Facebook’s App Links product — aimed at helping people go straight from a News Feed post or ad into an app — has been fairly popular so far. The company announced Thursday an analytics suite, better support for Windows Phone and a blog for news about the technology.
So far, hundreds of apps such as Spotify, Hulu and Airbnb have used App Links to create more than 3 billion unique URLs.
If you want to grow your business through Facebook marketing, you will very likely have to pay for advertising.
That is the new truth.
In years past, many pages on Facebook could do all right in terms of driving sales and traffic to websites without using advertising. But now, as more pages become serious Facebook marketers, you’re battling for diminishing space in your audience’s News Feeds. Demand for impressions, views and clicks is higher than ever, while the supply of News Feed space hasn’t grown to keep up.
So while Facebook is financially free if you want to chat with friends and look at cat memes, if you are using Facebook as a tool to grow your business, advertising needs to be part of the plan.
Facebook continues to make strides in becoming the “cross-platform platform,” as today the company announced a way to track performance of advertising across devices. This will enable advertisers to see how people are balancing desktop, mobile and tablet before they make a conversion.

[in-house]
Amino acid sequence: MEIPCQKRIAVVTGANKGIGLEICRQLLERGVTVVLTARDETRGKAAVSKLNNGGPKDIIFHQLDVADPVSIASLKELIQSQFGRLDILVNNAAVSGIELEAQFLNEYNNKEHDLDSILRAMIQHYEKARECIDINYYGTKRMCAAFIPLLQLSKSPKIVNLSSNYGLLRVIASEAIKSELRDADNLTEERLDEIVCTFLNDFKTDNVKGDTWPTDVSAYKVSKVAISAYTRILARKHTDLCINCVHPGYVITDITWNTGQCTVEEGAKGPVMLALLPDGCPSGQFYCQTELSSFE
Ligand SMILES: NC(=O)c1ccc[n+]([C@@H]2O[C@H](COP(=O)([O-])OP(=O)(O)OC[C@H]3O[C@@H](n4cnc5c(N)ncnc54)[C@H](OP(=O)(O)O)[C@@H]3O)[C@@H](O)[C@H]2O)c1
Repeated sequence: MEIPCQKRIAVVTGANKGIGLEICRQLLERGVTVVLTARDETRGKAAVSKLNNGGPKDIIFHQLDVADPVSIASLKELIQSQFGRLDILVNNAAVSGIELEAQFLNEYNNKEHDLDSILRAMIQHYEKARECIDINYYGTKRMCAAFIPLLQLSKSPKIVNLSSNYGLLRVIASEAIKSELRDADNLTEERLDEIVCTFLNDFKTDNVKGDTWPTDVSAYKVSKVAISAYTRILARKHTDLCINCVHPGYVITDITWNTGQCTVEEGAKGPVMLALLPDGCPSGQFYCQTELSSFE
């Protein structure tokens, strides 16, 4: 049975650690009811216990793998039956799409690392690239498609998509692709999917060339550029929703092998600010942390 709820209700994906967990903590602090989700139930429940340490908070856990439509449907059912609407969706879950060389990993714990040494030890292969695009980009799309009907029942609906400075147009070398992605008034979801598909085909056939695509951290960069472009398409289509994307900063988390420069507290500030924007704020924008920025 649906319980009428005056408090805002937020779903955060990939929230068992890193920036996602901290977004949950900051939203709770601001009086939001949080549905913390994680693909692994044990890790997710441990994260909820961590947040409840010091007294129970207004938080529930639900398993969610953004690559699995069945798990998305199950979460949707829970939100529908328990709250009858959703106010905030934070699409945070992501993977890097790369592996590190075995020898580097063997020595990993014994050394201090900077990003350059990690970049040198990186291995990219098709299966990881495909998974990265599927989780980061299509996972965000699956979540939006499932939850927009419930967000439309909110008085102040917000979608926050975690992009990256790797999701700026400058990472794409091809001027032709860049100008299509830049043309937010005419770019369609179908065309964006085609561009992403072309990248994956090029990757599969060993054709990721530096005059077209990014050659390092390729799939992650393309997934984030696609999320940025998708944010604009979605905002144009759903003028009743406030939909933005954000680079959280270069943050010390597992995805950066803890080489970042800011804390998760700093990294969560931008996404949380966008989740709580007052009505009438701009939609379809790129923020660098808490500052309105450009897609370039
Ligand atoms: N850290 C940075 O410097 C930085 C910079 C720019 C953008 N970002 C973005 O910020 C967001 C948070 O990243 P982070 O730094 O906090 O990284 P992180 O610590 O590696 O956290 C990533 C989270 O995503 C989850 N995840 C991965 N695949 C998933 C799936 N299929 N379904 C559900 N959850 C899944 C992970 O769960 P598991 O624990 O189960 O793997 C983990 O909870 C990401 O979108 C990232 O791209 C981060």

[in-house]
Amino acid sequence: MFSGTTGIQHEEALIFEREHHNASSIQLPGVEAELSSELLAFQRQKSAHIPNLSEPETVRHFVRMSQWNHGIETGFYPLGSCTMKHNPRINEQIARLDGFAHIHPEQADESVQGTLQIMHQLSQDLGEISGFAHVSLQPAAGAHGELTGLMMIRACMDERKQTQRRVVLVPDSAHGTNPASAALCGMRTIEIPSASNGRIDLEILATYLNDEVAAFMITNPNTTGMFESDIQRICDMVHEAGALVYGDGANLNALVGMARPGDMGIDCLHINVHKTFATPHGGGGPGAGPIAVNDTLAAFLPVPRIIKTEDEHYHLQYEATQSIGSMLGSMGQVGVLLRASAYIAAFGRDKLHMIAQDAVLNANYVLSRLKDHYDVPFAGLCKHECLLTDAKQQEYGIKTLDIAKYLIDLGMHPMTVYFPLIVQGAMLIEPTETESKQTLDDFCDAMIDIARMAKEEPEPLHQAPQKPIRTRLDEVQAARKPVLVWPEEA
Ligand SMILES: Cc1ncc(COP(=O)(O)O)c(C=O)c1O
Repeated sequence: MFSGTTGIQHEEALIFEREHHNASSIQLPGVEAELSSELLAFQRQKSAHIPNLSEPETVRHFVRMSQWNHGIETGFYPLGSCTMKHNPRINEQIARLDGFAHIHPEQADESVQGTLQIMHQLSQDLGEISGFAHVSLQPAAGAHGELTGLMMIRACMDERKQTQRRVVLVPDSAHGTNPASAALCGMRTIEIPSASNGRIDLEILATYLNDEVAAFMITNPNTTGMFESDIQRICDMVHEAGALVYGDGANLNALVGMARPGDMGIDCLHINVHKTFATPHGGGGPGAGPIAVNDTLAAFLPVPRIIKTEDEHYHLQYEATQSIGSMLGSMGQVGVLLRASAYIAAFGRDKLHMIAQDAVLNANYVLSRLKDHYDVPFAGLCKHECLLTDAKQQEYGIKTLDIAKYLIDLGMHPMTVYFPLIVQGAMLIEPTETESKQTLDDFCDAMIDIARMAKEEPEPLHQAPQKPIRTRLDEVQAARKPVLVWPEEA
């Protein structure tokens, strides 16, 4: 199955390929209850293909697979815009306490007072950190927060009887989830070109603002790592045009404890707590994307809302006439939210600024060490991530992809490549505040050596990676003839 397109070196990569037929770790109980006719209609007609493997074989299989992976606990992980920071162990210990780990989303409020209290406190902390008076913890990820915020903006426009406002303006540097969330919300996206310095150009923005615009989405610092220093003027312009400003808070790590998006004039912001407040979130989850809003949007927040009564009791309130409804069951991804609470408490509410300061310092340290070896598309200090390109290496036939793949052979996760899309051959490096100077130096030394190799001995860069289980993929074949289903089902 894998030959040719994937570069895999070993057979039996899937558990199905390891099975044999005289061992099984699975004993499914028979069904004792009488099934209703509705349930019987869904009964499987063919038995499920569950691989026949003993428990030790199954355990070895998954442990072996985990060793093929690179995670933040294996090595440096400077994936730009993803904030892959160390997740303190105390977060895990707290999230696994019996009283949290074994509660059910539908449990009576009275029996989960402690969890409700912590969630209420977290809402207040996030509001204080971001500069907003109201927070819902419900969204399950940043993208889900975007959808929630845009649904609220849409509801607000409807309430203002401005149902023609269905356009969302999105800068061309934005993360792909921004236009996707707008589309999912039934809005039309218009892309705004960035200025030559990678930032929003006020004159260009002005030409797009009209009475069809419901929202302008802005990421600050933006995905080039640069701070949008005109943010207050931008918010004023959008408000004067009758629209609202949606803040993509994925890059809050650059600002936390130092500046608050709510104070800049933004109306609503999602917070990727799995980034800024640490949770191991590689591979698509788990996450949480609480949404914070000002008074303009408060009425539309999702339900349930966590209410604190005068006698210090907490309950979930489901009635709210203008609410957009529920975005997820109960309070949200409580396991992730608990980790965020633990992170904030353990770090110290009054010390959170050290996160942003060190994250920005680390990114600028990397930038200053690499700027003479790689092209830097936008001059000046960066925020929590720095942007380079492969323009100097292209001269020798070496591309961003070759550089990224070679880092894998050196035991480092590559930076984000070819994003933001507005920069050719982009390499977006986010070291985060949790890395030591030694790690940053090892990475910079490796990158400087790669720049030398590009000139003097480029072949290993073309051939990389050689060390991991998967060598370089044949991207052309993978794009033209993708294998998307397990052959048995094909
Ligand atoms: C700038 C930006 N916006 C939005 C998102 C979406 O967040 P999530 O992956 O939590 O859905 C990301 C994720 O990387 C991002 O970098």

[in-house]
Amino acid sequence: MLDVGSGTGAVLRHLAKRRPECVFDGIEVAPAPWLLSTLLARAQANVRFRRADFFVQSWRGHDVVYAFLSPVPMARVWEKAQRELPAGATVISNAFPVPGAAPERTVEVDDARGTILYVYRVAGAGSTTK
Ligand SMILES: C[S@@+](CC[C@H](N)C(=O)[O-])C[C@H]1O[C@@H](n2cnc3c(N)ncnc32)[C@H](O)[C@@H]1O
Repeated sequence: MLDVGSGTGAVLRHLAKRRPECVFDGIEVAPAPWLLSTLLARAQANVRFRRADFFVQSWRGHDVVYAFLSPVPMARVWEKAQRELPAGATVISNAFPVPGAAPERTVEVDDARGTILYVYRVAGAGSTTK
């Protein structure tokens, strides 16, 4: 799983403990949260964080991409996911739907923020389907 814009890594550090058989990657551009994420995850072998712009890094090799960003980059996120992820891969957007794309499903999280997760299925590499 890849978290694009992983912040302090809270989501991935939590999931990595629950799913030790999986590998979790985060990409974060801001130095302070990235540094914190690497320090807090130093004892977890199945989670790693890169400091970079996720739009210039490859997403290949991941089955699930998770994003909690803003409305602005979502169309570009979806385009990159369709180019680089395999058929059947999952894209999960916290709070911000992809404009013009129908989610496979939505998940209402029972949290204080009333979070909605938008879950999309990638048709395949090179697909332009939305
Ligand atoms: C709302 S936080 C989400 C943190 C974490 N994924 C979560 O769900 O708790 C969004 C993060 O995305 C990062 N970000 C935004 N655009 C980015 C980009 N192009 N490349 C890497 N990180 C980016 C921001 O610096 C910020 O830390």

Through this cross-device reporting, advertisers can see how different devices influenced a website conversion and mobile app actions, as well as the value of the website conversion. According to a recent study by Altimeter, more than 60 percent of U.S. adults use at least two devices daily, and more than 40 percent sometimes start an activity, like shopping, on one device and convert on another device.
Facebook blogged about this new capability:
Imagine seeing an ad for a product on your mobile phone while in line at the bank. Do you immediately make a purchase on your phone? Probably not. But perhaps you go back to your office later that day and buy on your desktop computer. Such cross-device conversions are becoming increasingly common as people move between their phones, tablets and desktop computers to interact with businesses.
Facebook already offers targeting, delivery and conversion measurement across devices. With the new cross-device report, advertisers are now able to view the devices on which people see ads and the devices on which conversions subsequently occur. For instance, a marketer can view the number of customers that clicked an ad on an iPhone but then later converted on desktop, or the number of people that saw an ad on desktop but then converted on an Android tablet.